Recording in a studio is overrated. A lesser songwriter and musician might falter, but, as Fintan Gallagher will tell you, all you need is a Singstar microphone and Audacity. The slowcore-leaning, emo-inspired rock Gallagher makes is so wickedly sharp and expressive, all he really needs is crude equipment to get his point across. His guitar-playing — from soft, swooning strumming to some gnarly shredding — excavates light from darkness, melody from the dirt.

“I swear to god I’ll move to somewhere,” he sings, quite movingly, stretching his vocals out like someone who has suffered decades of existential pain. “I can think, about missing days.”

Sunken Foal — Charles Dance

Sunken Foal’s evocative experimentalism has been, and will always remain, in the modern Irish music canon. Dunk Murphy’s latest batch of tracks, the Ribbon Works Vol. 1 E.P, are teeming with energy and unspool with idiosyncratic flourishes. ‘Charles Dance’ is an immediate highlight: A bucolic mix of slow burning, pleasing melodies and oscillating synth work. Carrying an air of wistfulness, with a despairing A.I-sounding vocal coda, it’s one of Murphy’s most essential in years.

Soulé — Love Tonight

Soulé released the best Irish pop song of the year this February. Not the kind of electronic-R&B I would typically go for, blindingly polished and bright; yet, it is unrelentingly warm, fun, dance floor-ready, super condensed catchiness. If commercial radio wasn’t so corrupt, this melodically realised gem would be dominating the airwaves ahead of painfully vanilla maleness like Picture This or Gavin James.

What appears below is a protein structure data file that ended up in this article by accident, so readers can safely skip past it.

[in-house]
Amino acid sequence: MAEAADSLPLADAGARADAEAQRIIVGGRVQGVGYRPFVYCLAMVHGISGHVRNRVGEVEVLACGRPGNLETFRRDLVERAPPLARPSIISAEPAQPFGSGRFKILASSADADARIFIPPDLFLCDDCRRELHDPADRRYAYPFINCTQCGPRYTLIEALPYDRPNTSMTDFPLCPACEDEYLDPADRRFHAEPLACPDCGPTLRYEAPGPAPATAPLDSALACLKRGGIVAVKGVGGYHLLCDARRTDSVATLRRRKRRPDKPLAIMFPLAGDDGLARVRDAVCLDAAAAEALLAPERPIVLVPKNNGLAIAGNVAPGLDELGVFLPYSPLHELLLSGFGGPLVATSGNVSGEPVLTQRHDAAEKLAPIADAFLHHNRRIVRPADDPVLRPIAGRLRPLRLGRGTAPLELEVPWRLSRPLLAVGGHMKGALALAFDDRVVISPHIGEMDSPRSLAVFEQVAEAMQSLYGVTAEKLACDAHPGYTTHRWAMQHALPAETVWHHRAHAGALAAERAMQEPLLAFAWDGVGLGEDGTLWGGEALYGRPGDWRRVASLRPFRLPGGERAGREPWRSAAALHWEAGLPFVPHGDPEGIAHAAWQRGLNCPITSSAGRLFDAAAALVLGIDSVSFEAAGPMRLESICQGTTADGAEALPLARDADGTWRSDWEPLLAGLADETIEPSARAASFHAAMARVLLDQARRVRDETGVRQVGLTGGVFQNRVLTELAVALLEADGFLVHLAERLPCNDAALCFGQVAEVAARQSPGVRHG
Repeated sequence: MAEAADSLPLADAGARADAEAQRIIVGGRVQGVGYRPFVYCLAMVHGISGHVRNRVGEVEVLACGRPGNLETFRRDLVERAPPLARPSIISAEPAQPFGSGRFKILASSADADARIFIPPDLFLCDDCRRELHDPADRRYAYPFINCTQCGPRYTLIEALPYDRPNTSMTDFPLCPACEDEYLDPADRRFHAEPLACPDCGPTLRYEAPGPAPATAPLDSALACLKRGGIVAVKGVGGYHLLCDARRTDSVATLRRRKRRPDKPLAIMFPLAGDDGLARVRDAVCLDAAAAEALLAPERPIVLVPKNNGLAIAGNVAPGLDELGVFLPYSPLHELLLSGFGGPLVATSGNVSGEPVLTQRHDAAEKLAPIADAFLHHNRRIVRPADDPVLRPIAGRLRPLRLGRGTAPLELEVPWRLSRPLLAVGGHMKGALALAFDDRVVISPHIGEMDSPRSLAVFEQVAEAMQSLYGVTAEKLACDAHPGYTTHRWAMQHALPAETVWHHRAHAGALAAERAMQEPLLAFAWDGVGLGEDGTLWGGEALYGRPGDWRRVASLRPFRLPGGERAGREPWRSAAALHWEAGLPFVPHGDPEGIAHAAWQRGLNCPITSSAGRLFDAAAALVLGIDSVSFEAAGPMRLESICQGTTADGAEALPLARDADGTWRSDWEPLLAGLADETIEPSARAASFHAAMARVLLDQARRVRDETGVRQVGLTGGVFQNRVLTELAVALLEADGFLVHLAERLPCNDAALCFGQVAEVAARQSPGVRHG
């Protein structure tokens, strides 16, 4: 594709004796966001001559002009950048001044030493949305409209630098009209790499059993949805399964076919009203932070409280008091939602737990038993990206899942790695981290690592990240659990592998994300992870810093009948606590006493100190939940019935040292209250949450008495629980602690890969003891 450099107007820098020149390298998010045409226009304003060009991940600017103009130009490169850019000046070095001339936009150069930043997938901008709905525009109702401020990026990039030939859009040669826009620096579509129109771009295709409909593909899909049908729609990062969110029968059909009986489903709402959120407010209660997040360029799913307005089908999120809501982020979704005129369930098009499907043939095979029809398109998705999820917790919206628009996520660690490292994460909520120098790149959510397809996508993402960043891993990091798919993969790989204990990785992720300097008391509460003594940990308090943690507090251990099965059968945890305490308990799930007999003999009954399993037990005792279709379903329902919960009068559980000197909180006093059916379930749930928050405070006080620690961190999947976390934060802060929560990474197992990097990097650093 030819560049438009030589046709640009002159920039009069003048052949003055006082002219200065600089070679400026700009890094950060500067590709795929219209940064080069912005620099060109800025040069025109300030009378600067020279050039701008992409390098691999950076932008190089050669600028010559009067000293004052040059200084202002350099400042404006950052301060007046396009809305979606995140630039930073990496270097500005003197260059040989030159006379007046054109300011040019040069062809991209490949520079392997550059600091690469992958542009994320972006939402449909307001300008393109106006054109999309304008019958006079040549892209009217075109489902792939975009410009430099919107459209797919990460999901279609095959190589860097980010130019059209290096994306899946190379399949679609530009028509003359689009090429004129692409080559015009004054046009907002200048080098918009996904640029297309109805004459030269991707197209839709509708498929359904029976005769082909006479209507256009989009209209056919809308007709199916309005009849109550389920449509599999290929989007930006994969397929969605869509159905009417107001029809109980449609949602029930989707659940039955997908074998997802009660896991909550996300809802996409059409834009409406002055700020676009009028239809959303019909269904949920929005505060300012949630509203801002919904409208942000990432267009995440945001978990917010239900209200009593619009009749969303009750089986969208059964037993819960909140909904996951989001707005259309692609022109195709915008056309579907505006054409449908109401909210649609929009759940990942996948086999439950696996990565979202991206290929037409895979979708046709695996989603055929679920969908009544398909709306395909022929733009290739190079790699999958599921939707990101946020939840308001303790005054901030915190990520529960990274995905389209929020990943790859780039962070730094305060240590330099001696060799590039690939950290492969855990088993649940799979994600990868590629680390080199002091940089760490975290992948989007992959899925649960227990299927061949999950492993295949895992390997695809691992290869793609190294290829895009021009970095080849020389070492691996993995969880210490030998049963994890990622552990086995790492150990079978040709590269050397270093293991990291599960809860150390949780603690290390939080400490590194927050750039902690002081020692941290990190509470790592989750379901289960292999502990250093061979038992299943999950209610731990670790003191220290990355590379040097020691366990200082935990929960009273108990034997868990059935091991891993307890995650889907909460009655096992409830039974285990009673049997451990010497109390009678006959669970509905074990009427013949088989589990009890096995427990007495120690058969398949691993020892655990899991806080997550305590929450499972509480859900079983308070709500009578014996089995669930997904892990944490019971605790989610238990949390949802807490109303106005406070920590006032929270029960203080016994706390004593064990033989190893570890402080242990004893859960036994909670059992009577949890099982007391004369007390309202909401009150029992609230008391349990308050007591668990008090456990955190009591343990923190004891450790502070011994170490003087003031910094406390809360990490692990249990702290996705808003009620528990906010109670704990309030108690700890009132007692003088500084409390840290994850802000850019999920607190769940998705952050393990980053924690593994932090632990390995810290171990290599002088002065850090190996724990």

Mikron — Locus Reave

Severance, Mikron’s new album which will be difficult to top this year, is a technicoloured techno masterpiece. The Corcoran brothers — Ciaran and Michael — have carefully crafted an album full of 90’s Warp Record IDM-type bends, new-wave synths, fluttering chord progressions, and grime-encrusted drums. It radiates with a Boards of Canada warmth that feels unbecoming of the dancefloor. That said, ‘Locus Reave’, one of the album’s more propulsive cuts, is one Drone Logic era Daniel Avery would be proud of.

New Jackson — Every Home Should Have One

David Kitt’s New Jackson is back, and he’s brought his MPC along for the ride. He released two songs this month from an upcoming EP, Romancecar. The most indispensible track is ‘Every Home Should Have One’, a rather quick moving house track that centres on a choral sample that seems stitched to the heavens.

(Somewhere in Ireland) Citrus, Strange Boy, Hazey — Hindsight

Brownsauce is Ireland’s answer to rap music video auteur Cole Bennett, and along with a close community of rappers, producers, and creatives, he has helped deliver the ‘Somewhere in Ireland’ video series. It is, undoubtedly, the most ambitious undetaking in Irish rap in recent memory. Gritty, Limerick-accented rappers dominate the series, and Strange Boy, formerly known as Jonen Dekay, continues on the soulful mid-2000s-esque underground cut ‘Hindsight’ to cement his place, in my mind, as Ireland’s most raw rap talent.

Postcard Versions — Growing Pains

For fans of sunny indie rock like Real Estate and Rolling Blackout Coastal Fever, take a listen to Postcard Versions’ eponymous new project. ‘Growing Pains’ is the album’s most potent piece of songwriting. The laconic writing captures a crushing realisation one that might come upon on a bright, pensive summer’s day which the gleaming guitars and vaguely sad church organs evoke: Things, contrary to popular opinion and well-meaning platitudes, don’t always get better over time.

Sal Dulu — Xompulse / Flowers at night — Treasure

Two equally compelling tracks born from tranquility. Mysterious producer Sal Dulu’s gentle, mournful piano piece, ‘Xompulse’, and Cork electronic composer Flowers at night’s arresting ambient track ‘Treasure’ are ideal aural meditations to ease us from an unprecedentedly warm Winter into an even warmer Spring.